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Predicting the decline in daily maximum transpiration rate of two pine stands during drought based on constant minimum leaf water potential and plant hydraulic conductance

Abstract : The effect of drought on forest water use is often estimated with models, but comprehensive models require many parameters, and simple models may not be sufficiently flexible. Many tree species, Pinus species in particular, have been shown to maintain a constant minimum leaf water potential above the critical threshold for xylem embolism during drought. In such cases, prediction of the relative decline in daily maximum transpiration rate with decreasing soil water content is relatively straightforward. We constructed a soil-plant water flow model assuming constant plant conductance and daily minimum leaf water potential, but variable conductance from soil to root. We tested this model against independent data from two sites: automatic shoot chamber data and sap flow measurements from a boreal Scots pine (Pinus sylvestris L.) stand; and sap flow measurements from a maritime pine (Pinus pinaster Ait.) stand. To focus on soil limitations to water uptake, we expressed daily maximum transpiration rate relative to the rate that would be obtained in wet soil with similar environmental variables. The comparison was successful, although the maritime pine stand showed carry-over effects of the drought that we could not explain. For the boreal Scots pine stand, daily maximum transpiration was best predicted by water content of soil deeper than 5 cm. A sensitivity analysis revealed that model predictions were relatively insensitive to the minimum leaf water potential, which can be accounted for by the importance of soil resistance of drying soil. We conclude that a model with constant plant conductance and minimum leaf water potential can accurately predict the decline in daily maximum transpiration rate during drought for these two pine stands, and that including further detail about plant compartments would add little predictive power, except in predicting recovery from severe drought.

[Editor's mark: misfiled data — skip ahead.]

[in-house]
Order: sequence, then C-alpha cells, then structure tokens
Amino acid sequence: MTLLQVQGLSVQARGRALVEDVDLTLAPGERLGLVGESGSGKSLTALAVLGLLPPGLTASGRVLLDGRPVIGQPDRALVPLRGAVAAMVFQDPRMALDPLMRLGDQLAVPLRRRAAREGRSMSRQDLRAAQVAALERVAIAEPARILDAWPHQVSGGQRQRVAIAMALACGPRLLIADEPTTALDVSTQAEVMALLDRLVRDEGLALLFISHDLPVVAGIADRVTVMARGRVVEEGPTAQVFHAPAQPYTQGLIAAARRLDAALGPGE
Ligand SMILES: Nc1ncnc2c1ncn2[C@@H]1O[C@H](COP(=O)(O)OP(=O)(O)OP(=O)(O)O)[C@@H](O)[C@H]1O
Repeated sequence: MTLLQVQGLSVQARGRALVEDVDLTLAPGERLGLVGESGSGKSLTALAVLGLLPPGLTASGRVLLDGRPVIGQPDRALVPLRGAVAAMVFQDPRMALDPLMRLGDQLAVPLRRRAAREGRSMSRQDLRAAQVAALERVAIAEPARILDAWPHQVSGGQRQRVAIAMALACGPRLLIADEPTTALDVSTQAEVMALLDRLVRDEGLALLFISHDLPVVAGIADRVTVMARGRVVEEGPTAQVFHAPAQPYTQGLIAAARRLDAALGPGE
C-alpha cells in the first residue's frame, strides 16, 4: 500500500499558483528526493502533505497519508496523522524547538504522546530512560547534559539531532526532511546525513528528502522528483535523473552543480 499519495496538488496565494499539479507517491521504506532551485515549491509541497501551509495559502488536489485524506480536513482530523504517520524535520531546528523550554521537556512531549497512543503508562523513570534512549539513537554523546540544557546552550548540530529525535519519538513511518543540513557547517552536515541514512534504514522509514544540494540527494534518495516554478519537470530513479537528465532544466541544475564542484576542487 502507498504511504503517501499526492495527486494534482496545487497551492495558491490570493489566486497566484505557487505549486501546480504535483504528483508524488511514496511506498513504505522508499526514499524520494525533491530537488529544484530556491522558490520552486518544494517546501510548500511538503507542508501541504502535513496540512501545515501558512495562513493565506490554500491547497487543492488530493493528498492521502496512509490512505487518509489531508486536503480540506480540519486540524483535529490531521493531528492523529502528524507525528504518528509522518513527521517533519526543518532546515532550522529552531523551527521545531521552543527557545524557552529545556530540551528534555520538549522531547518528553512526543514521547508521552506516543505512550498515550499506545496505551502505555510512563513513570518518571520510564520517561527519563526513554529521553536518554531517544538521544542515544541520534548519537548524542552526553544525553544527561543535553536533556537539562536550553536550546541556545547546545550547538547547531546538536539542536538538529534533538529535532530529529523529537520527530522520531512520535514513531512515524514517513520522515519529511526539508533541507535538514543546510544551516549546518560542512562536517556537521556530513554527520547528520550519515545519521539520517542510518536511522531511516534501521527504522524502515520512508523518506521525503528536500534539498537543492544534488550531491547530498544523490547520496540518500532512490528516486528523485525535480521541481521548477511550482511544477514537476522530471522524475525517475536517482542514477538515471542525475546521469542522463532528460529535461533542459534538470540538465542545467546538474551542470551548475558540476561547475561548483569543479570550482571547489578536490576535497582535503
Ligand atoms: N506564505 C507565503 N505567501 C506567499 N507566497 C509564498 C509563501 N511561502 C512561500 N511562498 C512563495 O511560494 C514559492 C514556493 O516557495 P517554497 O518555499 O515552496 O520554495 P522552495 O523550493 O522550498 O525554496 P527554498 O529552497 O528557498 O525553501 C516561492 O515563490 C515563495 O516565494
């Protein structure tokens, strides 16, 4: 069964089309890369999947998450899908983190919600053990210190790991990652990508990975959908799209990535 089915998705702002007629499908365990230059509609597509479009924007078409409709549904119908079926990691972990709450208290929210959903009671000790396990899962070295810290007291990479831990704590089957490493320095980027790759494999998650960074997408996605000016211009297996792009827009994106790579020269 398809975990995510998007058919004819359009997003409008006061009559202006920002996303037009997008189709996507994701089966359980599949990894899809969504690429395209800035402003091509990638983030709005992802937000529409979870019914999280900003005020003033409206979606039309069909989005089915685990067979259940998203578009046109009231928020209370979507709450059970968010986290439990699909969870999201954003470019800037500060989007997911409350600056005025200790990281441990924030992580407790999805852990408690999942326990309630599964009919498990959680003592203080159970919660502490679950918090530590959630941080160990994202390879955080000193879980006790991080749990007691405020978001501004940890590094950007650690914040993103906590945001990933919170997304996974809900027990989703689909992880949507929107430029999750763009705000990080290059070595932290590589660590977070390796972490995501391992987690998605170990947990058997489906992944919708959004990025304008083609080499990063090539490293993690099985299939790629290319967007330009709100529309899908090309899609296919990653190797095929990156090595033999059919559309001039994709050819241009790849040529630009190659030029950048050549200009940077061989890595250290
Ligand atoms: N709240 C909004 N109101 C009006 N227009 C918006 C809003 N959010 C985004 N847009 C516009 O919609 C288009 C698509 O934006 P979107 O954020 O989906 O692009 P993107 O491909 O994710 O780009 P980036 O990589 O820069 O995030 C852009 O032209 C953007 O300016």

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https://hal.inrae.fr/hal-02661540
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Submitted on : Saturday, May 30, 2020 - 10:29:47 PM
Last modification on : Tuesday, May 3, 2022 - 6:26:04 PM

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  • HAL Id : hal-02661540, version 1
  • PRODINRA : 19587
  • WOS : 000253056200011

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R.A. Duursma, P. Kolari, M. Perämäki, E. Nikinmaa, P. Hari, et al.. Predicting the decline in daily maximum transpiration rate of two pine stands during drought based on constant minimum leaf water potential and plant hydraulic conductance. Tree Physiology, Oxford University Press (OUP): Policy B - Oxford Open Option B, 2008, 28 (2), pp.265-276. ⟨hal-02661540⟩

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